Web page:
June 30, 2008

For people who only know Emru through this blog, he and I live in Montreal, Quebec, Canada.

Today, another Quebec native, Diane Hébert, passed away. She was the first recipient in the province of both a heart and lung transplant. I remember in my early teens seeing her face on the television and in the papers. She made news with her story, and went on lead a normal life, write an autobiography, Second Chance, set up a foundation promoting organ and tissue donation that also supports patients awaiting donation (including those awaiting bone marrow), and live for 23 more years, leaving this world at 51.

I panicked last month when I noticed my organ donor sticker on the back of my Medicare card had worn down so it was hardly readable. My new sticker arrived in the mail last week with my new card, to my relief.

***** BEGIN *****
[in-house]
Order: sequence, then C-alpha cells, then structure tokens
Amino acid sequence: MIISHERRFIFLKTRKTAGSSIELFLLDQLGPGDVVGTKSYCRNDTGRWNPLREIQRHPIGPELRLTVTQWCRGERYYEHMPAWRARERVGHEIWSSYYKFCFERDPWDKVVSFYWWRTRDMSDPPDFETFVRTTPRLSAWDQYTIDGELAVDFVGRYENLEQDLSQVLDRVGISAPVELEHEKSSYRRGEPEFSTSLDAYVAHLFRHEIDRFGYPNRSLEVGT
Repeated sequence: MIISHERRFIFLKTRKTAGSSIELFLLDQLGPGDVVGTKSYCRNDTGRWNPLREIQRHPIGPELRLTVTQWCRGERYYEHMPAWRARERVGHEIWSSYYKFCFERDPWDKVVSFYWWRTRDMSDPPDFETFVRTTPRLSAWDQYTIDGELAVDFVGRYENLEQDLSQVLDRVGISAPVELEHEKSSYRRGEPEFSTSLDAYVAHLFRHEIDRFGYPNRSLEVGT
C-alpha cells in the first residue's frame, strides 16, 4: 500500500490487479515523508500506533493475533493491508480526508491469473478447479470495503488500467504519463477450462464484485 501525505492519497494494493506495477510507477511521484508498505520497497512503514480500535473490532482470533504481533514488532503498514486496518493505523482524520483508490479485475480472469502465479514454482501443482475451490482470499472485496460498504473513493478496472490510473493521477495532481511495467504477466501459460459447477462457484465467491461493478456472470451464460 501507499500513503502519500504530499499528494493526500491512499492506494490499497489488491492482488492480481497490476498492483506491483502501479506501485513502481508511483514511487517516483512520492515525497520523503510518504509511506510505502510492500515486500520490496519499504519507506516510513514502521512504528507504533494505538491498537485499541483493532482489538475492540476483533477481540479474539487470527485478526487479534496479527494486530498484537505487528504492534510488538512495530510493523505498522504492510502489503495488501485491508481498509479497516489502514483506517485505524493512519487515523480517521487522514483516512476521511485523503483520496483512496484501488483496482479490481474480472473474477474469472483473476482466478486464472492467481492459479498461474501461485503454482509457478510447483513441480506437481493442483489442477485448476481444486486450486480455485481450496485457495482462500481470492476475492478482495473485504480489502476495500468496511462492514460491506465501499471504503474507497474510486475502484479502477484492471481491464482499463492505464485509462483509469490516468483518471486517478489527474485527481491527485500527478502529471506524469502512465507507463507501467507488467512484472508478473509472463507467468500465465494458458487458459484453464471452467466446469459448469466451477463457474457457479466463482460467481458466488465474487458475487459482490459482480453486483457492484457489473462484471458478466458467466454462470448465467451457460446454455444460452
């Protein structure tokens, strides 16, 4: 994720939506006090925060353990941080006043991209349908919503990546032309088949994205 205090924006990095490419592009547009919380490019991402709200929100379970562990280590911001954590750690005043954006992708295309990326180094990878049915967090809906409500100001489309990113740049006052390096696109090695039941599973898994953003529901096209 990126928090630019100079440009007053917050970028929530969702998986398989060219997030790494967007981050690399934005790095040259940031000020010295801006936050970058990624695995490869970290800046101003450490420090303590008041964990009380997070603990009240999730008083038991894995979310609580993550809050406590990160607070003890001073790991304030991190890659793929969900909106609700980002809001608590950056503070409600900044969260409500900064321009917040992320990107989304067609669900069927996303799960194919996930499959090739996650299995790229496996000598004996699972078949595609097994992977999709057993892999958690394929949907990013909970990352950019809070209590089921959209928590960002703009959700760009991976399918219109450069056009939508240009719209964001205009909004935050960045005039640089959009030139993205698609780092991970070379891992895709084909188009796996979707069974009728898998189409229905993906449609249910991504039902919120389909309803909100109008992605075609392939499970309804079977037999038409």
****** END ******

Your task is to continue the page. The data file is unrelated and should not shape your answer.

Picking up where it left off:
Her efforts made organ donation acceptable in Canada, and very much so in Quebec, which has the highest number of organ donors per capita. People became aware that lives could be changed for the better with their gift.

While bone marrow and stem cell donations are only provided by living donors and one must consent to be added to a different registry, her efforts had an impact on how people feel about helping one another in this manner and made them realize how meaningful it is to give someone a better chance of survival even in the direst of circumstances.

In the title, I include Diane Hébert's transplantation year as her "birth date." It marks the beginning of her second chance at life.

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